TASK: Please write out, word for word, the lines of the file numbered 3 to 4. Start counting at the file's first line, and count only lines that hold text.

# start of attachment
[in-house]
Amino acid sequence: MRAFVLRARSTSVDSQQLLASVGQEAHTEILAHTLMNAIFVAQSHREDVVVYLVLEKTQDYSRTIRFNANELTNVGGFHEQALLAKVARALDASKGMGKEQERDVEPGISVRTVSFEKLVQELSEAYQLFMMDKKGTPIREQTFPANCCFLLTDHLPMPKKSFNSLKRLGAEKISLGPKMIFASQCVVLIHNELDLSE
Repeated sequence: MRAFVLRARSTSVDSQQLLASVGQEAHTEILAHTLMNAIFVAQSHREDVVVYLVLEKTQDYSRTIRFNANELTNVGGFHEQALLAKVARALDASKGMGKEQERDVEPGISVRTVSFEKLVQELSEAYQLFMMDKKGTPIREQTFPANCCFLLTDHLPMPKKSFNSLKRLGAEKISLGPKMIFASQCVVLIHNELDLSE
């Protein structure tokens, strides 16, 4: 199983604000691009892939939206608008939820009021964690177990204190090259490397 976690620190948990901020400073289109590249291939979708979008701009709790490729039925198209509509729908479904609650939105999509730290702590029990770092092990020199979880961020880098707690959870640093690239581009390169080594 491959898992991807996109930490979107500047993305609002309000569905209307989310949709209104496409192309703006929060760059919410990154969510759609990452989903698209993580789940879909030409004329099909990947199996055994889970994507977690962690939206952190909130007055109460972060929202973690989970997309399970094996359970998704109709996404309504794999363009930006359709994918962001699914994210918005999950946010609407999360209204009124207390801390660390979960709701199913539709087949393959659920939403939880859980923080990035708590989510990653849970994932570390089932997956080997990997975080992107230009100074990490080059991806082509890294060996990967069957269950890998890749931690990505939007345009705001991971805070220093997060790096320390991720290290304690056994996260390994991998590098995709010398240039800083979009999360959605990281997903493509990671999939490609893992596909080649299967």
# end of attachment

Repeated sequence: MRAFVLRARSTSVDSQQLLASVGQEAHTEILAHTLMNAIFVAQSHREDVVVYLVLEKTQDYSRTIRFNANELTNVGGFHEQALLAKVARALDASKGMGKEQERDVEPGISVRTVSFEKLVQELSEAYQLFMMDKKGTPIREQTFPANCCFLLTDHLPMPKKSFNSLKRLGAEKISLGPKMIFASQCVVLIHNELDLSE
């Protein structure tokens, strides 16, 4: 199983604000691009892939939206608008939820009021964690177990204190090259490397 976690620190948990901020400073289109590249291939979708979008701009709790490729039925198209509509729908479904609650939105999509730290702590029990770092092990020199979880961020880098707690959870640093690239581009390169080594 491959898992991807996109930490979107500047993305609002309000569905209307989310949709209104496409192309703006929060760059919410990154969510759609990452989903698209993580789940879909030409004329099909990947199996055994889970994507977690962690939206952190909130007055109460972060929202973690989970997309399970094996359970998704109709996404309504794999363009930006359709994918962001699914994210918005999950946010609407999360209204009124207390801390660390979960709701199913539709087949393959659920939403939880859980923080990035708590989510990653849970994932570390089932997956080997990997975080992107230009100074990490080059991806082509890294060996990967069957269950890998890749931690990505939007345009705001991971805070220093997060790096320390991720290290304690056994996260390994991998590098995709010398240039800083979009999360959605990281997903493509990671999939490609893992596909080649299967």